Eleventh Circuit Holds That 28 U.S.C. § 1346(a)(1) Does Not Grant Concurrent Jurisdiction in U.S. District Court Over Case for Overpayment Interest Owed to the Taxpayer

In Paresky v. United States, No. 19-14589 (11th Cir. Apr. 30, 2021), the Eleventh Circuit holds “a matter of first impression within our Circuit” that 28 U.S.C. § 1346, the general federal jurisdiction statute for cases where the United States is a defendant, does not confer jurisdiction “concurrent with the United States Court of Federal Claims, over a taxpayer’s civil action against the government solely for overpayment interest owed to the taxpayer.”

Congress, in 28 U.S.C. § 1346(a)(1), conferred original jurisdiction – concurrent with the Court of Federal Claims – on the district courts of any “civil action against the United States for the recovery of any internal-revenue tax alleged to have been erroneously or illegally assessed or collected, or any penalty claimed to have been collected without authority or any sum alleged to have been excessive or in any manner wrongfully collected under the internal-revenue laws.”

The Pareskys brought their action under this section to recover interest on their tax overpayment. “[T]he Pareskys filed multiple claims with the Internal Revenue Service (‘IRS’) in late 2009 to recover taxes that were overpaid for the tax years of 2003, 2004, 2005, 2006, and 2007,” associated with losses due to investments in Bernie Madoff’s notorious Ponzi scheme. “The Pareskys received tentative refunds of approximately ten million dollars for tax years 2003 through 2007 in April and May 2010. The Pareskys, however, asserted that they were also entitled to interest on the tax overpayments, claiming that the IRS had exceeded the statutory forty-five-day limitations period in Internal Revenue Code (‘I.R.C.’) § 6611(e)(2) to process and issue them tentative refunds for each tax year.”

After exhausting procedures in the IRS, the Pareskys filed their action in Court of Federal Claims under the Tucker Act for recovery of the interest. The court denied the government’s motion to dismiss on timeliness grounds, but transferred the case to the Southern District of Florida because it was not evident how the Southern District of Florida or this Court would address jurisdiction over a standalone claim for overpayment interest.” The district court dismissed for lack of subject matter jurisdiction, holding that 28 U.S.C. § 1346(a)(1) did not confer jurisdiction “to permit a taxpayer to recover a sum that it never paid to the [g]overnment.”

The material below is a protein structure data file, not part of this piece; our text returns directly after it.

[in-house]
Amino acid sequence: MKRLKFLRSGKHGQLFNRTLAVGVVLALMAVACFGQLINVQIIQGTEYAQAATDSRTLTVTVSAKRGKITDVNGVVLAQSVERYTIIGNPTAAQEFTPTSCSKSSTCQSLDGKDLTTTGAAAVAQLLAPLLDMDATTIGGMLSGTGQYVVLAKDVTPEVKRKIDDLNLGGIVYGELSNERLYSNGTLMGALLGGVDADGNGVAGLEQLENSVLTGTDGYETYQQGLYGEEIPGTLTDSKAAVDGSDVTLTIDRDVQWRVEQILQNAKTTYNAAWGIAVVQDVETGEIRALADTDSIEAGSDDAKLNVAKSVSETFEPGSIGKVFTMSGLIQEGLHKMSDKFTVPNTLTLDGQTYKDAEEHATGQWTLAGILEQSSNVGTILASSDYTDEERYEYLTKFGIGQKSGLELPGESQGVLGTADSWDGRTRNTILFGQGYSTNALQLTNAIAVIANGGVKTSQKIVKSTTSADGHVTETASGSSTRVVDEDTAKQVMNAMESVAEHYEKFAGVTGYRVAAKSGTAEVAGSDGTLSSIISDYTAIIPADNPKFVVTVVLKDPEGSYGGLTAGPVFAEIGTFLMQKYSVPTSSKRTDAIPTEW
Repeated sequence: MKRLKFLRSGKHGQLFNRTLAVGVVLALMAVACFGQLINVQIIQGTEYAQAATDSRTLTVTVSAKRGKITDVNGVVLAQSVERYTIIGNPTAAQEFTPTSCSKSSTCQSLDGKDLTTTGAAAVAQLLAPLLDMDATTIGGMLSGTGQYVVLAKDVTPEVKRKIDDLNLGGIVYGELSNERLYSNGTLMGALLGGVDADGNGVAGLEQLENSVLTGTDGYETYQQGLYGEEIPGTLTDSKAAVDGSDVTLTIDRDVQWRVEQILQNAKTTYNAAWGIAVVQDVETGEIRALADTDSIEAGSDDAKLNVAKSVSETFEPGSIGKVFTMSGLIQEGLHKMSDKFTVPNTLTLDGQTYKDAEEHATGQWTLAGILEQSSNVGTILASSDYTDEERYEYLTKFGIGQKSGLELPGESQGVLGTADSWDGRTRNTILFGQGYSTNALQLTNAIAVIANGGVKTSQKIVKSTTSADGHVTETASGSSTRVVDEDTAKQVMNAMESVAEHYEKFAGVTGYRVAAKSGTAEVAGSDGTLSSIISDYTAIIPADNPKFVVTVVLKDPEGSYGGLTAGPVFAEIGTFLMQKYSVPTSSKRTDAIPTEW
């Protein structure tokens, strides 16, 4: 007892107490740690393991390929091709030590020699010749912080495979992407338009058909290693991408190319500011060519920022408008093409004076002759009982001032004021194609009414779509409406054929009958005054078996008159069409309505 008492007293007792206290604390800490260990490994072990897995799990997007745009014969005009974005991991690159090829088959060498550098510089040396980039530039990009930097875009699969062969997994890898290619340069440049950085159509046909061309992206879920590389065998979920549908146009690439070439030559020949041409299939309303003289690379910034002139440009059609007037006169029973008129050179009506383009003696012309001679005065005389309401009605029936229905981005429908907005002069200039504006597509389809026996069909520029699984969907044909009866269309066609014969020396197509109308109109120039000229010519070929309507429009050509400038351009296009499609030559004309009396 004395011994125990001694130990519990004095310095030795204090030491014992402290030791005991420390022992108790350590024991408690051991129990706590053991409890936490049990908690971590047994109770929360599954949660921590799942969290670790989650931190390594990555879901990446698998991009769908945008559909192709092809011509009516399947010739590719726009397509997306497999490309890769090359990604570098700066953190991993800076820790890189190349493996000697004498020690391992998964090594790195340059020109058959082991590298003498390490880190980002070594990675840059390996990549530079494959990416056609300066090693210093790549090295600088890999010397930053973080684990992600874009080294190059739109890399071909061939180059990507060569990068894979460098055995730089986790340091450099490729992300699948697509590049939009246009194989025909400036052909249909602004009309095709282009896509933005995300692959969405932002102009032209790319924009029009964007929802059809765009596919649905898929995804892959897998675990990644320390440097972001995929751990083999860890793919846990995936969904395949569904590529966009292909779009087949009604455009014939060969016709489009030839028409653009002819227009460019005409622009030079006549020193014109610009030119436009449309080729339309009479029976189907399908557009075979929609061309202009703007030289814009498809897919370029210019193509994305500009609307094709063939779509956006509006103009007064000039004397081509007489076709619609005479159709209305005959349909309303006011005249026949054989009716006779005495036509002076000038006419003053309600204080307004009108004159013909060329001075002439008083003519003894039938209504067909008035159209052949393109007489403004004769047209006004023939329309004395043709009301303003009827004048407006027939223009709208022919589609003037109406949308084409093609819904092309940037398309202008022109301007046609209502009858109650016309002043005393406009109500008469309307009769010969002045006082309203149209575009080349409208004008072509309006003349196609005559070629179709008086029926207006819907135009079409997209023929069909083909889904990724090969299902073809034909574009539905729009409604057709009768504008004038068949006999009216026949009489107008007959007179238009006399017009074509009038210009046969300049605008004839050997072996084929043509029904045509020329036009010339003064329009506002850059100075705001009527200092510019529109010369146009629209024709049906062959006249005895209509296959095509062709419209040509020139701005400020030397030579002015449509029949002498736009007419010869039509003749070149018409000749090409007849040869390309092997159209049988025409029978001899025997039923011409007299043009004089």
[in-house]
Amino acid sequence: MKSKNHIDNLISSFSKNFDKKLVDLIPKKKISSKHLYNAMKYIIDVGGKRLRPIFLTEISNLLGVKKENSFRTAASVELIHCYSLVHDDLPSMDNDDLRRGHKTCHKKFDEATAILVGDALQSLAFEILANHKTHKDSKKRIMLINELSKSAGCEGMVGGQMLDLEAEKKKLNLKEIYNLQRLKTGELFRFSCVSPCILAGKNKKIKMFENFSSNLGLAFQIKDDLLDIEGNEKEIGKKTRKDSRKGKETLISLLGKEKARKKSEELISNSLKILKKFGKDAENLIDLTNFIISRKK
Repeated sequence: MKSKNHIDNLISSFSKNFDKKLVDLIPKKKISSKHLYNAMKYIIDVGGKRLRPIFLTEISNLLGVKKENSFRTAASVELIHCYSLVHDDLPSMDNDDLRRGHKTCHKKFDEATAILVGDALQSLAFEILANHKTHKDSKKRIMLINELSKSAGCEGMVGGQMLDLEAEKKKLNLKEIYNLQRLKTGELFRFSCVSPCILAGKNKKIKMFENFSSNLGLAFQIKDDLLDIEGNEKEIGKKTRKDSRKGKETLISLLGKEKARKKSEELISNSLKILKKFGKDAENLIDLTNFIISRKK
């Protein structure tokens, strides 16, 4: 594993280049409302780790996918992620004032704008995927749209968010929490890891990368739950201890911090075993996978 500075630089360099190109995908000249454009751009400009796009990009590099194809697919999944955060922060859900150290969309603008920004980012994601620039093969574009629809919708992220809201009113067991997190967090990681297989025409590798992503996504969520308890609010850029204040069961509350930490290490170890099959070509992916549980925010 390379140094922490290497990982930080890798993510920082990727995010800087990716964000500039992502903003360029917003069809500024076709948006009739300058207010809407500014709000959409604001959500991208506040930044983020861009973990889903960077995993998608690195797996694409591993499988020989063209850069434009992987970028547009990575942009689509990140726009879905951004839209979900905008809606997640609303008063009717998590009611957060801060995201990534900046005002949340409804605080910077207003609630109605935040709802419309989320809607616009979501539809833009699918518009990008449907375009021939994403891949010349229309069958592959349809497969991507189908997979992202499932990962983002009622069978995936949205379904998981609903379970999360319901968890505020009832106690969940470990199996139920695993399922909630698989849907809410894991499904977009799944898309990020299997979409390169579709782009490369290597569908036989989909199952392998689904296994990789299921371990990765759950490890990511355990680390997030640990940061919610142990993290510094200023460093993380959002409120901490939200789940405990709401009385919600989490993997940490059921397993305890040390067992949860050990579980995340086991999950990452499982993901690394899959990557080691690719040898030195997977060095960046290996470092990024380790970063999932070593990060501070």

The Eleventh Circuit affirms. For section 1346(a)(1) to confer jurisdiction, the civil action must seek recovery of “(1) ‘any internal revenue tax alleged to have been erroneously or illegally assessed or collected,’ (2) ‘any penalty claimed to have been collected without authority,’ or (3) ‘any sum alleged to have been excessive or in any manner wrongfully collected under the internal revenue laws’ . . . . . If an overpayment interest claim does not fall into one of these categories, then the Court of Federal Claims has exclusive jurisdiction over the claim under the Tucker Act. See 28 U.S.C. § 1491(a)(1)[.]”

“As two of our sister circuits [Second and Federal] have recognized—and the parties do not dispute—a claim for overpayment interest does not fall within either of the first two categories of § 1346(a)(1).” As far as the third category, the court notes a circuit split, with the Sixth Circuit breaking with the others in “concluding that overpayment interest falls within the ‘any sum’ category.”

The Eleventh Circuit sides with the majority on the third category. “The statutory use of the term ‘excessive’ assumes that there exists an amount that does not exceed the usual, proper, or normal amount and that therefore cannot be recovered from the government. In the context of overpayment interest, however, there is no amount of overpayment interest that would be proper for the government to hold once the taxpayer is entitled to that interest under I.R.C. § 6611 . . . . The statute does not contemplate any amount of overpayment interest that may be properly held by the government once the taxpayer becomes entitled to it . . . . Additionally, the word ‘sum’ used in the phrase ‘any sum alleged to have been excessive or in any matter wrongfully collected,’ refers to an amount previously paid to the government by a taxpayer; it therefore does not include overpayment interest . . . . Finally, the verb tense used in the statute—’alleged to have been excessive or . . . wrongfully collected’—is the present perfect, which also indicates that the ‘any sum’ category refers to amounts previously paid by a taxpayer.”

“The district court therefore correctly determined that it lacked jurisdiction over the Pareskys’ overpayment interest claim and properly dismissed their amended complaint . . . . Because the district court lacked jurisdiction over the Pareskys’ standalone overpayment interest claim, we affirm the district court’s dismissal of the amended complaint.”

Leave a Reply

Please log in using one of these methods to post your comment:

WordPress.com Logo

You are commenting using your WordPress.com account. Log Out /  Change )

Google photo

You are commenting using your Google account. Log Out /  Change )

Twitter picture

You are commenting using your Twitter account. Log Out /  Change )

Facebook photo

You are commenting using your Facebook account. Log Out /  Change )

Connecting to %s

%d bloggers like this: